A series of training workshops on safeguarding intangible cultural heritage (ICH) finished recently in Amman, Jordan. Following capacity building workshops on the implementation of the 2003 Convention in 2016, the UNESCO Amman office and the Ministry of Culture facilitated “Community-based inventorying of intangible cultural heritage” workshops this past May. Held in the northern city of Al-Mafraq, the workshop participants ranged from members of the local community to government officials and national authorities.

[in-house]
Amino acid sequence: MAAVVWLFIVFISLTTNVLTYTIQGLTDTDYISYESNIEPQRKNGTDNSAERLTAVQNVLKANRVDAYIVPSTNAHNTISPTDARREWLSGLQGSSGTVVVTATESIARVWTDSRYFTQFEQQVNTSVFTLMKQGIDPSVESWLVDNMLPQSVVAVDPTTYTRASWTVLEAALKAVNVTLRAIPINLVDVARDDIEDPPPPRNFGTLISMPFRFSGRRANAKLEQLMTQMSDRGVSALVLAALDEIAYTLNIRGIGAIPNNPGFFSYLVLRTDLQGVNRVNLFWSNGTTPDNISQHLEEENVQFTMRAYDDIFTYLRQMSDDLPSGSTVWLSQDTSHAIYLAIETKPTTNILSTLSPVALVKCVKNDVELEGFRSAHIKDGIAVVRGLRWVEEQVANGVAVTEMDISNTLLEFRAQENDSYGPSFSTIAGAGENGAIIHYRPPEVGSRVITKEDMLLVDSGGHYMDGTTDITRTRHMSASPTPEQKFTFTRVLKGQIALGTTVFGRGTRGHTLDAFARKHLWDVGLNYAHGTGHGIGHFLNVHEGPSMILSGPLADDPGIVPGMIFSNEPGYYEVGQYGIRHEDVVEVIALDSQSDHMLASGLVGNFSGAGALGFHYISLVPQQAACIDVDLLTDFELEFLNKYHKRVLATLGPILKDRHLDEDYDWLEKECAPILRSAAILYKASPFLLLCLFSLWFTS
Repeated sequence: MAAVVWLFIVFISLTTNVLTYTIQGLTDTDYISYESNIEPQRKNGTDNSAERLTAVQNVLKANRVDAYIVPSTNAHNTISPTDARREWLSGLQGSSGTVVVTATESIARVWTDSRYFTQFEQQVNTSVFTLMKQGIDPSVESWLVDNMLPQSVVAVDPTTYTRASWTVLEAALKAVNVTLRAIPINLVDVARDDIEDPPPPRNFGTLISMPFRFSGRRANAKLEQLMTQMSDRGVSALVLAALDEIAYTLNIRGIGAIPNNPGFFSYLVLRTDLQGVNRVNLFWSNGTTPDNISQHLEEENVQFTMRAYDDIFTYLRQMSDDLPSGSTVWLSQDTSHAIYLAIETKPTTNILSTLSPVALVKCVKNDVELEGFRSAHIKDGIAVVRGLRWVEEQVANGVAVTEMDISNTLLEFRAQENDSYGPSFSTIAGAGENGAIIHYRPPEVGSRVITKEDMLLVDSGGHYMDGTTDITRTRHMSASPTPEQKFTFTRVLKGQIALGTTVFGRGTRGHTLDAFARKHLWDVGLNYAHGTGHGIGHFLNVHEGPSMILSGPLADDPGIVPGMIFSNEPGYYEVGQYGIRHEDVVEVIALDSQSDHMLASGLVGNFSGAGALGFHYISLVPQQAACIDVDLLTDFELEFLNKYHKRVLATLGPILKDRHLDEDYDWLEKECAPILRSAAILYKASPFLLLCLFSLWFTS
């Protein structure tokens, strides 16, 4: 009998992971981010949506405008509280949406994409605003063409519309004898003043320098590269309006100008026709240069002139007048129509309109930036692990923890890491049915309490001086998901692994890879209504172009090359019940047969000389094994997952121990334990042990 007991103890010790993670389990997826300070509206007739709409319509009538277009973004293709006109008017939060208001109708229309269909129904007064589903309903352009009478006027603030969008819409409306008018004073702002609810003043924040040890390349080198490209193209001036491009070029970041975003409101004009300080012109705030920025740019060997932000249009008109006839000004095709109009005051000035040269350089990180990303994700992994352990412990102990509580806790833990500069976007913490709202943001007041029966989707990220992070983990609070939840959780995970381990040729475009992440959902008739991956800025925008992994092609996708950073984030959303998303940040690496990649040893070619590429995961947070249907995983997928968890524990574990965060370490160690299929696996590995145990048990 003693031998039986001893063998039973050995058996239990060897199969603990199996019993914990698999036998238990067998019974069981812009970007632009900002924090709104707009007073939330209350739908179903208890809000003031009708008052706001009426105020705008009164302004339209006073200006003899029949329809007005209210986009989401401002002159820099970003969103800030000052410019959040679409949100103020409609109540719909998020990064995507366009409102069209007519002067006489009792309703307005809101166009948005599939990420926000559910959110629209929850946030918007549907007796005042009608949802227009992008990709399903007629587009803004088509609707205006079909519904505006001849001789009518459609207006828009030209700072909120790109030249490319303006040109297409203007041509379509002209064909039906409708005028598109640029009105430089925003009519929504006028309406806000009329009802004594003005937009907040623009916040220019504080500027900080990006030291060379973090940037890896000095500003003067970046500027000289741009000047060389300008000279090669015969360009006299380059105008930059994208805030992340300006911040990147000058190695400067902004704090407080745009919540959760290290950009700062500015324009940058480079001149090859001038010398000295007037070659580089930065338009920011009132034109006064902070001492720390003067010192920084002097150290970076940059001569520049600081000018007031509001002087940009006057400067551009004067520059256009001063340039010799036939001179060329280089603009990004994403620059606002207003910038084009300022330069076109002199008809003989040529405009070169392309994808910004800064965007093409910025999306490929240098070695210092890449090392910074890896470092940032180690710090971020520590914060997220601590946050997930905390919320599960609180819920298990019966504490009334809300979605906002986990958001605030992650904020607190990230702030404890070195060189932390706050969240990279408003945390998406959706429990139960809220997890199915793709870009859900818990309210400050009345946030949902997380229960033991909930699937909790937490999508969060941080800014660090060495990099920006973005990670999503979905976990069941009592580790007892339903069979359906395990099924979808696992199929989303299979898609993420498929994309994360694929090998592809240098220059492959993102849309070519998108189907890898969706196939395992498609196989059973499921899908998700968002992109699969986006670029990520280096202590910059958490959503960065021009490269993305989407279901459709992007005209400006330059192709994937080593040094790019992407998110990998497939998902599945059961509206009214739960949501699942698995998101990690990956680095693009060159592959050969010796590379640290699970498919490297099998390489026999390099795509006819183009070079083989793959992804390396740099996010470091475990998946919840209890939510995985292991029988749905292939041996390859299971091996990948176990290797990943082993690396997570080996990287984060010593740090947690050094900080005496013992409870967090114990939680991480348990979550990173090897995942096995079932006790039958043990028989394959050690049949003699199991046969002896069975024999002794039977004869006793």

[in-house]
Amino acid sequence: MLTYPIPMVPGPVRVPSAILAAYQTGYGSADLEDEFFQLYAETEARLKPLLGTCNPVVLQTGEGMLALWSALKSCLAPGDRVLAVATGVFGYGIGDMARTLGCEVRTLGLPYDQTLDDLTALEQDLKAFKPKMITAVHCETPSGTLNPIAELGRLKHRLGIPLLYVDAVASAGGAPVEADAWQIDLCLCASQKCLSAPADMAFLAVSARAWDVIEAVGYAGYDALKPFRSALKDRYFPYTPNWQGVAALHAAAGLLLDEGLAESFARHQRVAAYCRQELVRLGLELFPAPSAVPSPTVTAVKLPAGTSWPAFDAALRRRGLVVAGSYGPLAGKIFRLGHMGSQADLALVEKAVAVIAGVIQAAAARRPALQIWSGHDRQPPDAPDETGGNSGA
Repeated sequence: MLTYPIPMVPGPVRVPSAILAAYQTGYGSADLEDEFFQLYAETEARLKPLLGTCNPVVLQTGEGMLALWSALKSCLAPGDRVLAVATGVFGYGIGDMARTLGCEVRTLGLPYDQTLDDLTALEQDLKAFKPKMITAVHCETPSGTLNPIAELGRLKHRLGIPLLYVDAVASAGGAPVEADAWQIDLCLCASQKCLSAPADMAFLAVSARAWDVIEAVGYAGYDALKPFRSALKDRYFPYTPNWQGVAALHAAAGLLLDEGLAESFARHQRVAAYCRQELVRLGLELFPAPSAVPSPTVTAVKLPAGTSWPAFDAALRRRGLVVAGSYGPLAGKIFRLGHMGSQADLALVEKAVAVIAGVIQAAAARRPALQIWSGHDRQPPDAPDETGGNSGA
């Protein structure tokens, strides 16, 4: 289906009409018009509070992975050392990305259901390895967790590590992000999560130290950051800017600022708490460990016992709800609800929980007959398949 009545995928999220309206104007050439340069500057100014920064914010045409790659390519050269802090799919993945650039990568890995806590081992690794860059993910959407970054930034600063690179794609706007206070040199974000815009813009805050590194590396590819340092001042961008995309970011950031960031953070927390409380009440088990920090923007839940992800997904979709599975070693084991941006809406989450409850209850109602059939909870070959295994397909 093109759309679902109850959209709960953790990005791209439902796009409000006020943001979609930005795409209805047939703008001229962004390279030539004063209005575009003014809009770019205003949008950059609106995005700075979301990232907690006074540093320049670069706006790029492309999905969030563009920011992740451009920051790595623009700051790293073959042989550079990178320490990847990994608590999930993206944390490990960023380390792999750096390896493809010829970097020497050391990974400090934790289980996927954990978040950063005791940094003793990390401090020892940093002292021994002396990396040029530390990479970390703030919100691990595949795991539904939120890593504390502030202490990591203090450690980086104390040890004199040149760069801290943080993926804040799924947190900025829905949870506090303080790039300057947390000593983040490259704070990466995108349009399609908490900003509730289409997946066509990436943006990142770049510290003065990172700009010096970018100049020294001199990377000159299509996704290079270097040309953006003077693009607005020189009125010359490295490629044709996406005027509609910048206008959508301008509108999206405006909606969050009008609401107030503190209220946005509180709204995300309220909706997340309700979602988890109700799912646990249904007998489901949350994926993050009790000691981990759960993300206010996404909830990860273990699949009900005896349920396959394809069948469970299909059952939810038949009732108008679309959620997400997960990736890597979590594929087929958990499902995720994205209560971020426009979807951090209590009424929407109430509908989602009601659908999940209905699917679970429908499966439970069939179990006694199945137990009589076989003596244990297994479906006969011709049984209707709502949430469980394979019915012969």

The workshops were implemented with an inclusive approach, focusing on rural communities. Participants met and interacted with several key actors in ICH in Jordan. The workshops included a local Sheik explaining Bedouin traditional coffee culture, Nabatean poetry performance in a goat-hair tent and interviews with Druze women about the link between their traditional dress and cultural identity. Hisham, a participant in the workshops, brought his daughters, Katrine and Shahira, along to highlight the importance of transmission in ICH. “Mafraq is portrayed as a dusty desert town with many refugees and we shouldn’t forget about the vibrant talents in this area. We are a family of artists interested in honoring the culture that surrounds us and transmitting our traditions,” he said.